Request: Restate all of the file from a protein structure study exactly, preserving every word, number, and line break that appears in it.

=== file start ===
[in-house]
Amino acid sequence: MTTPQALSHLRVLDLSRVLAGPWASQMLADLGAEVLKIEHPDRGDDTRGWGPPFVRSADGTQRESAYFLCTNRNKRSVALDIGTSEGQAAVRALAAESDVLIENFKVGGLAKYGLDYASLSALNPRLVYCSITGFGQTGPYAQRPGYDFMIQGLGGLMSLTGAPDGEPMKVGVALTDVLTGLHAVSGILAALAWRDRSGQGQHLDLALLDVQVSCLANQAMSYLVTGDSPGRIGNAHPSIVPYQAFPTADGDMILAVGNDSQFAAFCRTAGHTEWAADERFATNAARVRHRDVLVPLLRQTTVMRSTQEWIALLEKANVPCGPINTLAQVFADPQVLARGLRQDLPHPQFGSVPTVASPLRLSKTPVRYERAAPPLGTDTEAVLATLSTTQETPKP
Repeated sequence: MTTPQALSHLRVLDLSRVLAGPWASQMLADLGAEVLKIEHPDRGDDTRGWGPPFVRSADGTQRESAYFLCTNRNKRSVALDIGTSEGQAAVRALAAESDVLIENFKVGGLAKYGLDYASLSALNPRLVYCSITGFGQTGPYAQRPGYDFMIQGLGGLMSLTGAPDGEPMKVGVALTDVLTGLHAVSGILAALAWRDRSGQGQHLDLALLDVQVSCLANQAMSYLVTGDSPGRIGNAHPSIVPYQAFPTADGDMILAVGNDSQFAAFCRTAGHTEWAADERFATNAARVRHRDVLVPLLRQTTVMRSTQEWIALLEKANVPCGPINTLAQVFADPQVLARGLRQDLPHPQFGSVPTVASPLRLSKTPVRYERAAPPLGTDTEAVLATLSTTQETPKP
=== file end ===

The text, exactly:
[in-house]
Amino acid sequence: MTTPQALSHLRVLDLSRVLAGPWASQMLADLGAEVLKIEHPDRGDDTRGWGPPFVRSADGTQRESAYFLCTNRNKRSVALDIGTSEGQAAVRALAAESDVLIENFKVGGLAKYGLDYASLSALNPRLVYCSITGFGQTGPYAQRPGYDFMIQGLGGLMSLTGAPDGEPMKVGVALTDVLTGLHAVSGILAALAWRDRSGQGQHLDLALLDVQVSCLANQAMSYLVTGDSPGRIGNAHPSIVPYQAFPTADGDMILAVGNDSQFAAFCRTAGHTEWAADERFATNAARVRHRDVLVPLLRQTTVMRSTQEWIALLEKANVPCGPINTLAQVFADPQVLARGLRQDLPHPQFGSVPTVASPLRLSKTPVRYERAAPPLGTDTEAVLATLSTTQETPKP
Repeated sequence: MTTPQALSHLRVLDLSRVLAGPWASQMLADLGAEVLKIEHPDRGDDTRGWGPPFVRSADGTQRESAYFLCTNRNKRSVALDIGTSEGQAAVRALAAESDVLIENFKVGGLAKYGLDYASLSALNPRLVYCSITGFGQTGPYAQRPGYDFMIQGLGGLMSLTGAPDGEPMKVGVALTDVLTGLHAVSGILAALAWRDRSGQGQHLDLALLDVQVSCLANQAMSYLVTGDSPGRIGNAHPSIVPYQAFPTADGDMILAVGNDSQFAAFCRTAGHTEWAADERFATNAARVRHRDVLVPLLRQTTVMRSTQEWIALLEKANVPCGPINTLAQVFADPQVLARGLRQDLPHPQFGSVPTVASPLRLSKTPVRYERAAPPLGTDTEAVLATLSTTQETPKP